Why Business Strategy Requires Disciplined Innovation Process
No matter how sophisticated the field of corporate strategy has become, companies find it extremely challenging to ‘do’ their new strategies. That is because companies, and even whole industries, are legacies-in-action of earlier strategies, which have been encoded into existing business models, product categories, and market segments. New strategies—the pursuit of new categories, segments and business models—therefore confront layers of assumptions, operating procedures, and non-negotiables that work as an immune system against strategic innovation. The Next Practice innovation process was designed to address this challenge in five ways:
- Governance is key. The process establishes clear and adequate C-suite mandate to shield innovation efforts from standard metrics, operating procedures, and management culture that might constrain ambitious experimentation. The governance of the process by executives creates managerial license and space for aggressive undertakings.
- De-risking change. By isolating experimentation from existing business operations and by staging innovation, the process manages risks associated with testing and launching a new product category, business model, and/or partnership in sometimes unfamiliar segments. The ‘stretch’ parameters for innovation at each stage are also clearly defined so that exploration is disciplined.
- Bespoke analytics. The process uses a variety of customized analytics methods to produce granular definitions of new opportunity spaces for which data is not readily available. These analytics further focus and discipline the innovation. They also create an early advantage relative to competitors who approach the market with readily available data and conventional off-the-shelf consultant analytics.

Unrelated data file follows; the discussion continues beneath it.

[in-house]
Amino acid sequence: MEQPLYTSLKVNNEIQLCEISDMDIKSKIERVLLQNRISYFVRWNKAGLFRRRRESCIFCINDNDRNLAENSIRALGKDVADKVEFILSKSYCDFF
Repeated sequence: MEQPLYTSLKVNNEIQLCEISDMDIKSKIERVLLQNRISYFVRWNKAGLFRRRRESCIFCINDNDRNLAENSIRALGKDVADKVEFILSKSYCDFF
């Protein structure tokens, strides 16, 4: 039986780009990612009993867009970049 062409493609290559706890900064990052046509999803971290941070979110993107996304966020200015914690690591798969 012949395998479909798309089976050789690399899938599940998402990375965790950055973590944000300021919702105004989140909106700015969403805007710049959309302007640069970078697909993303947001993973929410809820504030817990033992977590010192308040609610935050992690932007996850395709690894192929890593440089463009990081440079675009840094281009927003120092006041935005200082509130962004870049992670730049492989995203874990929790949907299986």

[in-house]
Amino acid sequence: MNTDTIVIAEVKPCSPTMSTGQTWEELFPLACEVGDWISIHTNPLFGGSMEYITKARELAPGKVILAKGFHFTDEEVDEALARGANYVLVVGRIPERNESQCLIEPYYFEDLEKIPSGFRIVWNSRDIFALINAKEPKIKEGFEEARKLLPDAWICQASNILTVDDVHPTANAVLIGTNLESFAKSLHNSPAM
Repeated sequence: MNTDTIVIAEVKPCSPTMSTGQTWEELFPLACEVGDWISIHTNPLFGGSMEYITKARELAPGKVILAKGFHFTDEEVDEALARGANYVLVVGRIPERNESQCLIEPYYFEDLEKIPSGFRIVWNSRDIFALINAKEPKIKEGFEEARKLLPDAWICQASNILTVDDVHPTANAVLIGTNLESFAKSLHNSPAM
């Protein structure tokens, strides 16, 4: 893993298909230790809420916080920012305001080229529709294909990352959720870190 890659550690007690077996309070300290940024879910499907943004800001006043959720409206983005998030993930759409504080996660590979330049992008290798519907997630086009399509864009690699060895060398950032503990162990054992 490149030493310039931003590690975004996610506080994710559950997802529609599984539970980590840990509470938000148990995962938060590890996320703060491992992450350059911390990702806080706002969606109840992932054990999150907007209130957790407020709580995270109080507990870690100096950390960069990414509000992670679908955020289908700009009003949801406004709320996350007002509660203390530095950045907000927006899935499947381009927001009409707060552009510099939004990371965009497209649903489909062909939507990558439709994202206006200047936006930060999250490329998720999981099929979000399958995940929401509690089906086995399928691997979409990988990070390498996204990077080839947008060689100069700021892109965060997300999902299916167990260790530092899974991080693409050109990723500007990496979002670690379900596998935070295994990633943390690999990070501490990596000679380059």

- Co-creation management. Truly strategic innovation involves the creation of a new category or new market ecosystem to deliver value to a new segment. This often requires collaboration, if not also partnership, with non-conventional counterparts like government institutes, social sector organizations, producer cooperatives, cultural institutions, and informal enterprise networks. The Next Practice process uses tested staging protocols for selecting, testing, and evolving these collaborations.
- A new ventures approach. Even the best innovations often fail to survive a market launch that is brought back under the management and metrics of the existing organization. In parallel with market piloting and entry planning for the innovation, The Next Practice approach works with the project governance committee to develop an organizational home, management team, investment plan, and metrics tailored to the requirements of the new business and its successful market entry.
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© Jeb Brugmann, 2009. All rights reserved. May be reproduced and circulated with authorship and copyright attribution. Source: www. jebbrugmann.com